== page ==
The second set of lecture notes, which I’ve just started on, are intended as an introduction to the theory of distributions, a topic that isn’t in Stein-Shakarchi. I highly recommend the book by Strichartz referred to in the notes for more details, with the notes maybe best used just as an introduction to that book.

I don’t want to turn this blog into yet one more place for discussion of the COVID-19 situation that just about all of us are obsessed with at the moment. If you’re interested in my personal experience, I’m doing fine. Almost all of us in New York are now pretty much confined to our apartments (it helps that the weather outside today is terrible), other than for short ventures out to get food or some exercise. I’d like to optimistically think that New York started taking action to stop the virus spread early enough to avoid disaster at the local hospitals. The best place I’ve seen to try and follow what is happening there is this web page. We’ll see in the next couple days if the problem has started to peak, or has much further to go.

I’m in much better shape than most people, having left town early for a spring break vacation. I had been planning a trip to Paris, at the very last minute instead rented a car and started out on a road trip in the general direction of New Orleans, consulting coronavirus report maps for where to avoid. Ended up in Memphis and then the Mississippi Delta (it had become clear New Orleans was a bad idea) before finally deciding that the situation was getting serious everywhere and it was time to head home. So, ended up back here in New York in relatively good mental shape for the confinement to come. Good luck to all of us in dealing with the coming challenges…

Update: The semester is now over, and I’ve put together all the notes I wrote up in one document, available here. This fixes mistakes/typos/etc. in earlier versions of the notes, so I’m changing the links to point to the final version.

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Final Fourier Analysis Notes

Our semester here at Columbia is finally over, and I’ve put the lecture notes on Fourier analysis that I wrote up in one document here. A previous blog posting explained the origin of the notes: they cover the second half of this semester’s course, from the point at which the course became an online course due to the COVID-19 situation.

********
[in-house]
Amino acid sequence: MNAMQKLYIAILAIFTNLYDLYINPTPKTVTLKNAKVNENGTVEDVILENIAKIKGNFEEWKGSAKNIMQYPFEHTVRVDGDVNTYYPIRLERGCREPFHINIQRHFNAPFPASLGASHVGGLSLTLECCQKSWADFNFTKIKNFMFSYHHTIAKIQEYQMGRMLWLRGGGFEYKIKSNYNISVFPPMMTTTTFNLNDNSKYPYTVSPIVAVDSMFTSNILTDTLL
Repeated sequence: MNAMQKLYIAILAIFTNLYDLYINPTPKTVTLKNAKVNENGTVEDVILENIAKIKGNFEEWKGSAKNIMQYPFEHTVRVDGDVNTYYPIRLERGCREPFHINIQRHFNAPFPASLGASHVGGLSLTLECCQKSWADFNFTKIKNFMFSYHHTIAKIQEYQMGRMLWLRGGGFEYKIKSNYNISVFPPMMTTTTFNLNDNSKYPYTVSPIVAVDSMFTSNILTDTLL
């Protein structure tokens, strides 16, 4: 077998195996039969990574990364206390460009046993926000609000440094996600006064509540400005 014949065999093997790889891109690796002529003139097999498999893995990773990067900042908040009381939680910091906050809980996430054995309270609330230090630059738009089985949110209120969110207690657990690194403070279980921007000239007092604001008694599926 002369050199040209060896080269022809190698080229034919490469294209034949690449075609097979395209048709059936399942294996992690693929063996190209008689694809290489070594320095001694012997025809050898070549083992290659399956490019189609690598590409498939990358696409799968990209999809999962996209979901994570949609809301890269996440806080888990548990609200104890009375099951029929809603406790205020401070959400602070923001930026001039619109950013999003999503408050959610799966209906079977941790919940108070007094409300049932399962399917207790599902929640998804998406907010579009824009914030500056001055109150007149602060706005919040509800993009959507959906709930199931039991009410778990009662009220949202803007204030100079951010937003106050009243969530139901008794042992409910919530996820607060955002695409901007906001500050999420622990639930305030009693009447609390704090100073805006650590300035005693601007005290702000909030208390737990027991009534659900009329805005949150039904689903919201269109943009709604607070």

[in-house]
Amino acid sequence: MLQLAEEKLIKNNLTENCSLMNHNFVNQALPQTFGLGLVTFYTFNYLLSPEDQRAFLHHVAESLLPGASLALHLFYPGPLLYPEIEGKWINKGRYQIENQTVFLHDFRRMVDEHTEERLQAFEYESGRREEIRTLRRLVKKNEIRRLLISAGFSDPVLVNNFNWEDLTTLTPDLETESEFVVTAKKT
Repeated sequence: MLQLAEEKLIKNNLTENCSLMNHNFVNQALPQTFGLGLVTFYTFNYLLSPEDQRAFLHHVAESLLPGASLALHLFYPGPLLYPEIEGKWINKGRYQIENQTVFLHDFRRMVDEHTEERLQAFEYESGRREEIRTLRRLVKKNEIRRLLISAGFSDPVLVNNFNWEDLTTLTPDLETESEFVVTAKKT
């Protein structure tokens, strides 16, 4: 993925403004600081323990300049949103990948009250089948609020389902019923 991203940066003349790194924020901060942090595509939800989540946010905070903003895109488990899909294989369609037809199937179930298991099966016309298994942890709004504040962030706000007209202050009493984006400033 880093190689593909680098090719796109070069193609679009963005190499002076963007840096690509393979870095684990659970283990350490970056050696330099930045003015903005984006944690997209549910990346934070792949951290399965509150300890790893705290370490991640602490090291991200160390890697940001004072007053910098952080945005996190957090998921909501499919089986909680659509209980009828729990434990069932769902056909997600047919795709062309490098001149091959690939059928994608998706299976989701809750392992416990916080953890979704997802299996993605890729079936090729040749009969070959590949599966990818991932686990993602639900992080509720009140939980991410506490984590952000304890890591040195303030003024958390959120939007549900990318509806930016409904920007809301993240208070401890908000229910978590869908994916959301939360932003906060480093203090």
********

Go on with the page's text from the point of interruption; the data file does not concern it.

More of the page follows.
Not much blogging going on here, mainly since everyone staying home seems to have kept news of much interest to a minimum.

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Some Philosophy of Science

Defenders of certain failed speculative theories like to accuse those who point to their failure of being “Popperazzi”, relying on mistaken and naive notions about predictions and falsifiability due to Karl Popper. That’s never been the actual argument for failure, and two excellent pieces have just appeared that explain some of the real issues.

  • Sabine Hossenfelder’s latest blog entry is Predictions are overrated, a critique of the naive view that you can evaluate a physical theory simply by the criterion “Does it make predictions?”. She goes over several important aspects of the underlying issues here, making clear this is a complex subject that resists people’s desire for a simple, easy to use criterion for evaluating a scientific theory.
  • Over at Aeon, Jim Baggott writes about this under the headline How science fails, focusing on the life and work of philosopher of science Imre Lakatos. I wish I had been aware of the ideas of Lakatos when I wrote a chapter about the complexities of evaluating scientific success or failure in my book Not Even Wrong, since he was concerned with exactly the sorts of issues I was grappling with there.

    One of the main ideas of Lakatos is that you should conceptualize the problem in terms of characterizing a research program as “progressive” or “degenerating”. As relevant new experimental and theoretical results come in, is the research program showing progress towards greater explanatory power or is it instead losing explanatory power, for instance by adding new complex features purely to avoid conflict with experiment? One way I like to think of this is that it’s hard to come up with an absolute measure of success of a research program, but you can more easily evaluate the derivative: is some new development positive or negative for the program?

    I don’t think there’s any question but that supersymmetry, GUTs, and string theory are classic examples of degenerating research programs. In 1984-5 there was great hope for a certain idea about how to get a unified theory out of string theory (compactification on Calabi-Yaus), but everything we have learned since then has made this hypothesis one with less and less explanatory power.